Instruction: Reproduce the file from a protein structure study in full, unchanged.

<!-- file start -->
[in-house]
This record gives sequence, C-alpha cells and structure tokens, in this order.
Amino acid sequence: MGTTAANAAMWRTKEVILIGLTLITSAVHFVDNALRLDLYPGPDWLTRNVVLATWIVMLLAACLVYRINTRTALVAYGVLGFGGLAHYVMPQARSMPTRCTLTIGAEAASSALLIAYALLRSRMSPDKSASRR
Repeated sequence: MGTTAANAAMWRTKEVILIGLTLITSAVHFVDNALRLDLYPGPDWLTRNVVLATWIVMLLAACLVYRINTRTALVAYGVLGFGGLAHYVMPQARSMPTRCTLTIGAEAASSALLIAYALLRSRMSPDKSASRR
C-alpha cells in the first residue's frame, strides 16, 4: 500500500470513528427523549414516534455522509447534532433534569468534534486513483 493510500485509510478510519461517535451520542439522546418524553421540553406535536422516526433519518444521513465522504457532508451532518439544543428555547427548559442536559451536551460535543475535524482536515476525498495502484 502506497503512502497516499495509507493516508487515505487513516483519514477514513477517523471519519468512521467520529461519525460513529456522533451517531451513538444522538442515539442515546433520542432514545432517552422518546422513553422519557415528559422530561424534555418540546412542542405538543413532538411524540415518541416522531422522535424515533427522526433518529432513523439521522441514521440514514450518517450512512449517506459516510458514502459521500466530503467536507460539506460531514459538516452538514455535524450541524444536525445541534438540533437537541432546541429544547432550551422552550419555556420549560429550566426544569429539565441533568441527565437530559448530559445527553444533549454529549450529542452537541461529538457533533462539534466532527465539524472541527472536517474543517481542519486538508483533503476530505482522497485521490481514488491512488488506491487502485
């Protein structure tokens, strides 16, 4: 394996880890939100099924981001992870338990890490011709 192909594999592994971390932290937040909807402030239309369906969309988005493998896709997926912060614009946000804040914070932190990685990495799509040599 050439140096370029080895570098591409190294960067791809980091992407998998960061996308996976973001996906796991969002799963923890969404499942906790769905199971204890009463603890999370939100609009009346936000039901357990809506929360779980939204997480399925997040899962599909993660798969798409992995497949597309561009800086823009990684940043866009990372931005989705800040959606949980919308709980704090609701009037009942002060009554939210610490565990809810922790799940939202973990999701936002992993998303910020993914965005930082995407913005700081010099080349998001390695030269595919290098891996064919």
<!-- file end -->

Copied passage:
[in-house]
This record gives sequence, C-alpha cells and structure tokens, in this order.
Amino acid sequence: MGTTAANAAMWRTKEVILIGLTLITSAVHFVDNALRLDLYPGPDWLTRNVVLATWIVMLLAACLVYRINTRTALVAYGVLGFGGLAHYVMPQARSMPTRCTLTIGAEAASSALLIAYALLRSRMSPDKSASRR
Repeated sequence: MGTTAANAAMWRTKEVILIGLTLITSAVHFVDNALRLDLYPGPDWLTRNVVLATWIVMLLAACLVYRINTRTALVAYGVLGFGGLAHYVMPQARSMPTRCTLTIGAEAASSALLIAYALLRSRMSPDKSASRR
C-alpha cells in the first residue's frame, strides 16, 4: 500500500470513528427523549414516534455522509447534532433534569468534534486513483 493510500485509510478510519461517535451520542439522546418524553421540553406535536422516526433519518444521513465522504457532508451532518439544543428555547427548559442536559451536551460535543475535524482536515476525498495502484 502506497503512502497516499495509507493516508487515505487513516483519514477514513477517523471519519468512521467520529461519525460513529456522533451517531451513538444522538442515539442515546433520542432514545432517552422518546422513553422519557415528559422530561424534555418540546412542542405538543413532538411524540415518541416522531422522535424515533427522526433518529432513523439521522441514521440514514450518517450512512449517506459516510458514502459521500466530503467536507460539506460531514459538516452538514455535524450541524444536525445541534438540533437537541432546541429544547432550551422552550419555556420549560429550566426544569429539565441533568441527565437530559448530559445527553444533549454529549450529542452537541461529538457533533462539534466532527465539524472541527472536517474543517481542519486538508483533503476530505482522497485521490481514488491512488488506491487502485
């Protein structure tokens, strides 16, 4: 394996880890939100099924981001992870338990890490011709 192909594999592994971390932290937040909807402030239309369906969309988005493998896709997926912060614009946000804040914070932190990685990495799509040599 050439140096370029080895570098591409190294960067791809980091992407998998960061996308996976973001996906796991969002799963923890969404499942906790769905199971204890009463603890999370939100609009009346936000039901357990809506929360779980939204997480399925997040899962599909993660798969798409992995497949597309561009800086823009990684940043866009990372931005989705800040959606949980919308709980704090609701009037009942002060009554939210610490565990809810922790799940939202973990999701936002992993998303910020993914965005930082995407913005700081010099080349998001390695030269595919290098891996064919």